Traditional project management emphasizes monitoring and controlling, performing integrated change control as needed, then monitoring and controlling again. Execute, make a change, update your plans, execute again. Wash, rinse, repeat. Many of the requirements of my project changed subtly throughout the process, and one massive change revised the deliverables for the project significantly. But never did we have to go all the way back to the drawing board entirely to incorporate even major changes.

I think perhaps Waterfall has developed a reputation for being static and inflexible, but it’s important to keep in mind that “Waterfall” is more of a metaphor for thinking about what the steps are in a theoretical project. In fact, some refer to it as a framework rather than a method. The steps are meant to be iterative, not linear. Real life does not happen in a linear fashion, so it would be unrealistic for us to expect that any real world tasks could truly follow such a strictly structured plan. The concept of a waterfall, with activities flowing down from step to step in a linear fashion, like water flowing down across stones from a high ridge, is really more of a way of identifying the discrete steps than an actual map to follow.

That said, when I began my project, I wasn’t even aware of what these discrete steps were, let alone aware of a way that my project could have been managed better. Had I been aware of what “integrative change control” was, and the fact that it’s a normal part of a project, it might have saved me from the panic attack I experienced when my significant requirement change came around the bend. Had I been aware of some of the basic building blocks of project management, such as the project plan, scope, risk assessment, and stakeholder management plans, just to name a few, I might have headed my significant requirement change off at the pass, at the top of the waterfall.

The “choice” of the Waterfall approach isn’t what lent my project advantages or disadvantages, but my lack of knowledge of any method at all is what tried to sink my project, like a rock in a stream, headed towards a waterfall.

So, to answer your question, I believe you can view the Waterfall method as a way of knowing the basics of project management rather than an actual approach. At the time of this particular project, I did not know the basics, which did create disadvantages.

Elaine Egan: Katherine, in so far as Agile is iterative and a team-based approach, were there any challenges in applying the team approach to tasks and time schedules? Additionally, how did you assign a project team, and did Agile contribute to the development of the team?

Katherine Lowry: Challenges faced were an understanding of the methodology contrasting that of the in-grained Waterfall approach. User stories were familiar to us but Agile forces you to think about the product roadmap, ultimately revealing how the user will make use of the product. This aids the entire team — from developers to subject matter experts — in delivering on that vision.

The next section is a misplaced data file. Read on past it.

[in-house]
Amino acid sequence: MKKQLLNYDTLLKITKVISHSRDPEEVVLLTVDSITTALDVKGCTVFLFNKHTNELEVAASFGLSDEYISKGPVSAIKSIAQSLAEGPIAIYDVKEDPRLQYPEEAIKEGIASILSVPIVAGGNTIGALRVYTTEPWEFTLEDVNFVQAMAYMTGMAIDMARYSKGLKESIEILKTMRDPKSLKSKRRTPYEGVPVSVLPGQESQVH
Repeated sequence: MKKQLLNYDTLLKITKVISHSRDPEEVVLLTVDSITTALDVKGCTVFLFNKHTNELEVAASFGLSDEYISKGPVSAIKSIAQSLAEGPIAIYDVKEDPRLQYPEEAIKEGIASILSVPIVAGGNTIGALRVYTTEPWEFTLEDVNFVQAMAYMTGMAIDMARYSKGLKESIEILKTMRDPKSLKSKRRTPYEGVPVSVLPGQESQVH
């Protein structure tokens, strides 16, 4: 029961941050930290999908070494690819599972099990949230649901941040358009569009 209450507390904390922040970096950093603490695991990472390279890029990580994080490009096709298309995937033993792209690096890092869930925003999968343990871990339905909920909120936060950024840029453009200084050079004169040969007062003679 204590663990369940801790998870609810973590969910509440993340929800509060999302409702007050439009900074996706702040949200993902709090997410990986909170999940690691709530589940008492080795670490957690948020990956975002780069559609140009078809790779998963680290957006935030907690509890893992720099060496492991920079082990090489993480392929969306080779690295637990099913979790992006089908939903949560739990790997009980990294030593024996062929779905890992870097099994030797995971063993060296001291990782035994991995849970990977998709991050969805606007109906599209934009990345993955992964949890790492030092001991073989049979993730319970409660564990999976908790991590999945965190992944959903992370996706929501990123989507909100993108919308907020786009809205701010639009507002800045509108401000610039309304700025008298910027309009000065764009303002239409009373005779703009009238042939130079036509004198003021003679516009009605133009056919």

The make-up of a team is different in Agile, specifically with the selection of a scrum master and a product owner; however, the business sponsor, developers, and subject matter experts were common to us under the Waterfall approach.

It was important to us to define these two roles in order to follow the Agile methodology: scrum master and product owner. Scrum master is the team lead and is responsible for facilitating the team and helps in advancing the project even when issues arise. The product owner leads the vision of what is to be built.

Elaine Egan: Megan, in identifying project pitfalls what were the tools in the Waterfall method that reduced conflict or lack of clarity around the initial requirements?

Megan Von Behren: The tools one should use to reduce lack of clarity around initial requirements are, in a nutshell, all the planning documents one should create at the outset of a project, namely, a project plan (which includes scope, requirements, plans for managing schedule, budget, quality control, human resources, communications, risks, procurement, stakeholders, and change management.) Tools assessing stakeholders, stakeholder requirements, risks, and contingency plans also are crucial.

Will these tools reduce conflict? That’s debatable. Tools exist to identify all potential stakeholders and analyze their power and influence over your project, as well as their interest in, and impact on, your project. Based on your analysis, you can determine if you need to keep your stakeholders satisfied, manage them closely, monitor them, or simply keep them informed. Registers are ideal tools for keeping track of stakeholders and their stats and can also serve as maps for where the stakeholders are now in relation to your project versus where you want them to be. Are they unaware of your project, and would you like them to stay that way? Are they resistant to your project, and would you like to move them towards neutral or supportive? Or are they your champion, and do you want to keep them happy at all costs?

“Tools exist to identify all potential stakeholders and analyze their power and influence over your project, as well as their interest in, and impact on, your project.”